This past week, Muslim Girl attended the White House Summit on Women. It was monumental for me, for more reasons than one.
I can’t explain what it was like to be standing face to face with my childhood hero. It seems watered down and over used to say speechless, or that I had chills, or that I felt like I was my six year old self in the audience, standing in front of the woman who inspired my childhood self to choose a career in broadcast.
I can say that I had to remind myself to breathe. I cried; I couldn’t believe I was in the presence of the woman who inspired by entire career path.
For me, Oprah was always more than just a TV personality. tweet
Even as a young black girl, I was very aware of the fact that there were very few people who looked like me on TV. And those that did look like me, often were not portrayed in the most positive light.
But Oprah had her own light. She wasn’t a sidekick, or a behind the scenes person; she was the whole entire show. She was herself. Amidst all the racial slurs and fat-shaming comments that were hurled at her, she hosted what I would consider to be the best talk show on cable TV. I remember discovering an interview she had done with neo-Nazis early on in her career, and it was then that I knew Oprah was everything that I wanted to be.
And there she was in front of me, this woman who had inspired my whole entire life. Not only that, but there she was with the first black First Lady and the first black President.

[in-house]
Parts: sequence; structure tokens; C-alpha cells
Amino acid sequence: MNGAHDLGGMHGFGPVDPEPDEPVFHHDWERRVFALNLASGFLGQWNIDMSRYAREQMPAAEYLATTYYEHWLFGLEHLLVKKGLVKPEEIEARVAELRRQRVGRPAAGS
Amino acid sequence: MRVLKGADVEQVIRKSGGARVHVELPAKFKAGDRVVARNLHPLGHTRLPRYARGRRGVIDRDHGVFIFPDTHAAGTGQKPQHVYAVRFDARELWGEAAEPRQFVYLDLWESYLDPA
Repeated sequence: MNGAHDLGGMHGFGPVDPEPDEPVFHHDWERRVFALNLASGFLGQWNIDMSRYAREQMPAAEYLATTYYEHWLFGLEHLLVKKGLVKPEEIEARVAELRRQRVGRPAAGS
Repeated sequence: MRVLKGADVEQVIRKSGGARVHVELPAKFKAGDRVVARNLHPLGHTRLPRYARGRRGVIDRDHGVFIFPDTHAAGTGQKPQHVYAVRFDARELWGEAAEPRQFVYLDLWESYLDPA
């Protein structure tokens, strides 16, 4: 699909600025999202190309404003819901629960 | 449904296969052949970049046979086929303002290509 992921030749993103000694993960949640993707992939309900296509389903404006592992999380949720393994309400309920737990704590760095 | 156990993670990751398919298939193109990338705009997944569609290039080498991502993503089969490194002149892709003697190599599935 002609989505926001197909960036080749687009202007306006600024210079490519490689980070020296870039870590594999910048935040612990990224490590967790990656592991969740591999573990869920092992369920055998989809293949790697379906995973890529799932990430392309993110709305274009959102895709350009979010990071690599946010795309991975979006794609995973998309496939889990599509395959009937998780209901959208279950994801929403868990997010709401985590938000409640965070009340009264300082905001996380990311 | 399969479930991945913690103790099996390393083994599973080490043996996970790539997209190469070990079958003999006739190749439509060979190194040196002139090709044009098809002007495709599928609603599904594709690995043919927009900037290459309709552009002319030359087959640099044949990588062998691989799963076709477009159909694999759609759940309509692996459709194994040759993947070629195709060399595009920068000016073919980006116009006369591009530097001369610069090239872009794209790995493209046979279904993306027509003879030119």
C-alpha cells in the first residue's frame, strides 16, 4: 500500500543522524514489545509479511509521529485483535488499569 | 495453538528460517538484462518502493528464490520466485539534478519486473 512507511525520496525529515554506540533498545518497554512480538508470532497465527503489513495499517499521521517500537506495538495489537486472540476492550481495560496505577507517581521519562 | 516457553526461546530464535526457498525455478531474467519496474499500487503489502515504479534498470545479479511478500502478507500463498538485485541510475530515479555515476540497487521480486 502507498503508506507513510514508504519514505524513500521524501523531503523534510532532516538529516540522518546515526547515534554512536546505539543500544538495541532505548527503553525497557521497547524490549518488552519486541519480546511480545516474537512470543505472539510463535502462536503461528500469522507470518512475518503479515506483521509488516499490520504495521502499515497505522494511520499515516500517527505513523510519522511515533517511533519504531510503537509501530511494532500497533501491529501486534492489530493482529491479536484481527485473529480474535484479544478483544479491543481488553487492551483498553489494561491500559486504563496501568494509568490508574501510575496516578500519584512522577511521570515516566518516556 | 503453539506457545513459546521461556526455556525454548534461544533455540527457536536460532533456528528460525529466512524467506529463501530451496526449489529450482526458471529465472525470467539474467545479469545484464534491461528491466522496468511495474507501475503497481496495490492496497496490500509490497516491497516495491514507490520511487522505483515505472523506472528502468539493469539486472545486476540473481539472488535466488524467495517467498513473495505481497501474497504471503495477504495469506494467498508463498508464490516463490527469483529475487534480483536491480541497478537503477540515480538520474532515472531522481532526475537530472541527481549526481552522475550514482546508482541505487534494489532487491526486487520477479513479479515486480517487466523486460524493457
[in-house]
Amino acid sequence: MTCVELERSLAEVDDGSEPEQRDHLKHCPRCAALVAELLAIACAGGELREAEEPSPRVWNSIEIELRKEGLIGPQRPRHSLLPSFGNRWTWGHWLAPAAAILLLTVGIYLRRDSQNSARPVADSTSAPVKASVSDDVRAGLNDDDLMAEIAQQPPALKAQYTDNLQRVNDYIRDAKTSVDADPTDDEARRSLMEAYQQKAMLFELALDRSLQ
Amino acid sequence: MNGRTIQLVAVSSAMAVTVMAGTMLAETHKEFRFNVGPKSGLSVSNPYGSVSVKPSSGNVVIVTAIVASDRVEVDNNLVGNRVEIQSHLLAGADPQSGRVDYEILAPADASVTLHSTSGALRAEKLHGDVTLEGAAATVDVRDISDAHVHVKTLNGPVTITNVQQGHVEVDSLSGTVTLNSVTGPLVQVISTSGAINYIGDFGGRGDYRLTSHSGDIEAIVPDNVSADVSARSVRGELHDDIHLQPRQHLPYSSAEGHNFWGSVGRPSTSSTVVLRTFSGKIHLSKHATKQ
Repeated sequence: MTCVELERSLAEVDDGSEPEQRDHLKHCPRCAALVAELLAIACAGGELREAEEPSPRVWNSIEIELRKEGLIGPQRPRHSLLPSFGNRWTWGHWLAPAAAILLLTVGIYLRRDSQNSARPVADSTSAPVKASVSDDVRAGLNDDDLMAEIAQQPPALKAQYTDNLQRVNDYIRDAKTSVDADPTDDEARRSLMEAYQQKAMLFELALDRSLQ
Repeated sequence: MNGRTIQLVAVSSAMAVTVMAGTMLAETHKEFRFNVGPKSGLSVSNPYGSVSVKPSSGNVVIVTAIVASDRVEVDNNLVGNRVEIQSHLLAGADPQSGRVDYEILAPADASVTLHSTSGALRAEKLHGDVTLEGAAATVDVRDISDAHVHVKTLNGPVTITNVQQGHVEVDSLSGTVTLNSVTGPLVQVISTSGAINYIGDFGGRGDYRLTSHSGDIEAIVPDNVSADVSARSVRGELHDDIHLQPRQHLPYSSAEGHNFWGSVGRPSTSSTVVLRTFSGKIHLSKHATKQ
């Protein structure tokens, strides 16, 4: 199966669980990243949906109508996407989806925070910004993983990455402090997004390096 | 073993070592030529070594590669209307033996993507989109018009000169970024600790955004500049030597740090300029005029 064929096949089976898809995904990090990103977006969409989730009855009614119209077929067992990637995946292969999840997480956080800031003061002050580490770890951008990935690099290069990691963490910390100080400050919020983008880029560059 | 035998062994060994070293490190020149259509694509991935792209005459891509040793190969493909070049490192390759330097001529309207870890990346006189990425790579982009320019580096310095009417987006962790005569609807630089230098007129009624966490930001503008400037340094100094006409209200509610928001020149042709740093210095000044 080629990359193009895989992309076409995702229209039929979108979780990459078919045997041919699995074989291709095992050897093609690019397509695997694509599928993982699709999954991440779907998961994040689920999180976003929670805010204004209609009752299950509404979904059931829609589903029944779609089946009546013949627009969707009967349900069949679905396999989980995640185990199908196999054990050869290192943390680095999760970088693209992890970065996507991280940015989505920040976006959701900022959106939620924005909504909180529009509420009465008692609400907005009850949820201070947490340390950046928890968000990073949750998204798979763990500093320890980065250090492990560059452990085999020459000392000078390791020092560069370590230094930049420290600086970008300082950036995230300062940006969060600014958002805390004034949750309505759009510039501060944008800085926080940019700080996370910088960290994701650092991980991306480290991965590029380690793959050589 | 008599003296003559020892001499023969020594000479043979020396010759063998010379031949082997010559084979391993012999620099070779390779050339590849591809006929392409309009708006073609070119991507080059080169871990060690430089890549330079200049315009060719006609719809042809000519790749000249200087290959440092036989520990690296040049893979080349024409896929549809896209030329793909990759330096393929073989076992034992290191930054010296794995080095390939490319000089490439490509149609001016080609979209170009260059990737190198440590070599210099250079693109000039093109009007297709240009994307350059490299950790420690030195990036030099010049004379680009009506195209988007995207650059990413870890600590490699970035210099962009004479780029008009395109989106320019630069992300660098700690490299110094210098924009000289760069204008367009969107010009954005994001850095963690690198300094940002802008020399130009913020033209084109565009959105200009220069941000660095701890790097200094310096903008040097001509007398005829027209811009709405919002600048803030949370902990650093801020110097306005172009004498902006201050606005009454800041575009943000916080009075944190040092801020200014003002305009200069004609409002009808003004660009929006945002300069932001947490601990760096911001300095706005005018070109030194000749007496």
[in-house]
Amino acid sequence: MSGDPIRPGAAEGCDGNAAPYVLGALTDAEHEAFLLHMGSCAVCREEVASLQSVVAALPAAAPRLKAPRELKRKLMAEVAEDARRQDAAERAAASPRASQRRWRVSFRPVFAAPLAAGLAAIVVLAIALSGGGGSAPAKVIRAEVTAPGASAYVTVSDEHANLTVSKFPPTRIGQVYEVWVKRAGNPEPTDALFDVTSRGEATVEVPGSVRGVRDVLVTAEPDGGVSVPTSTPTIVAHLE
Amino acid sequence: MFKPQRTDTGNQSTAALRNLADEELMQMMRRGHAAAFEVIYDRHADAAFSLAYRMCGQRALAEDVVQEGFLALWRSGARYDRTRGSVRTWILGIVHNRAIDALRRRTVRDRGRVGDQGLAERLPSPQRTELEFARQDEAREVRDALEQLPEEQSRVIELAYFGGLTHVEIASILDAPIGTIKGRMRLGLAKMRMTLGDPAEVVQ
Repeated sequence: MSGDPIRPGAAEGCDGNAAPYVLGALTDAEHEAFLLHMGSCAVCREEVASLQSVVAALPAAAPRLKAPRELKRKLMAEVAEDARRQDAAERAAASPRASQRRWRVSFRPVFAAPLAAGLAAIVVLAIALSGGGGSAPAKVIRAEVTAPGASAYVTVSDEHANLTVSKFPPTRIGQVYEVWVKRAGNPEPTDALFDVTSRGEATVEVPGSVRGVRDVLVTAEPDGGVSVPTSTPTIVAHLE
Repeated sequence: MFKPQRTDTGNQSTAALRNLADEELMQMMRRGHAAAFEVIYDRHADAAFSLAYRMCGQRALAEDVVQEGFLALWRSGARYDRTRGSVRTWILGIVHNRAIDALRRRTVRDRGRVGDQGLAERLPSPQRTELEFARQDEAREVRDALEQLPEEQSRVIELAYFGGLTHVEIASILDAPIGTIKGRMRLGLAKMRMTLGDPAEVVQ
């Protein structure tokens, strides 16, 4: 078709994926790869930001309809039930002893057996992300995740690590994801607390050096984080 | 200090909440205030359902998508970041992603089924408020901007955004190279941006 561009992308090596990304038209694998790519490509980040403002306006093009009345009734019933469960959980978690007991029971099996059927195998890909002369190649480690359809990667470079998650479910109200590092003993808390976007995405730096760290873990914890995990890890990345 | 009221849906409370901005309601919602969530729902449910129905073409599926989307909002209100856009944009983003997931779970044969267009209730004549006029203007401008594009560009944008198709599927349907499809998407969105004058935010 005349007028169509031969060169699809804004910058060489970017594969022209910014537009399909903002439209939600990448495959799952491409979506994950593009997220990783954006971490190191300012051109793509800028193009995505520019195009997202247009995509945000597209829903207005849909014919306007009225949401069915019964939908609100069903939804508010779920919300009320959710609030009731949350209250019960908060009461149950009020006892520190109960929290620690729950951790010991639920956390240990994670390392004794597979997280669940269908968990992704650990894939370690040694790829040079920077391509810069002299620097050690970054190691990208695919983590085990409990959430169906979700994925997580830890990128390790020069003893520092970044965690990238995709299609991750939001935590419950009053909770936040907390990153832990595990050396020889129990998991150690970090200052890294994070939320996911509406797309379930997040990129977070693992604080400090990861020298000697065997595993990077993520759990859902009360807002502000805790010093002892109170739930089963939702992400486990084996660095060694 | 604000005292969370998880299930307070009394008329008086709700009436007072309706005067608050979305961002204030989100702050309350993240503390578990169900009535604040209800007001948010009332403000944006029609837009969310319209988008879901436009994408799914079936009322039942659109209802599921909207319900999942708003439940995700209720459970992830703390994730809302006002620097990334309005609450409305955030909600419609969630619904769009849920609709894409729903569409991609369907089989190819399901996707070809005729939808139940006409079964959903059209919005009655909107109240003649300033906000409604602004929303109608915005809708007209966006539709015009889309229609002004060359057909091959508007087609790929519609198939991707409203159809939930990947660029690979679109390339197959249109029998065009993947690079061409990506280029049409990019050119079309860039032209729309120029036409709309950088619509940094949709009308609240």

I’ve been to conferences. I’ve been to exclusive conferences; conferences that are painted as being prestigious, and all of that jazz…but there is something so bland about being spoken to by an all white panel. I’ve grown so tired of seeing the same faces, and hearing the same things. At one conference, I spoke along side the first female Prime Minister of Canada, and I had to speak up and say how irrelevant it was to me that she had been Prime Minister. Gender equity only means so much; she still shared an ultra-conservative white feminist perspective on the world.
This conference was not just a conference. And the fact that I was there with Muslim Girl made it that much more powerful.
We had a seat at the table, and it was the exact table that I wanted to be at. It was the table with representation and a commitment to change. tweet
So what did I take away from the conference? That we were on the right path. What we’re doing here at Muslim Girl surprises me everyday, but that conference was the affirmation that the changes we were making were being recognized. And that this was necessary.
Here’s to the dreamers, the doers, and the disrupters. Keep on keeping on.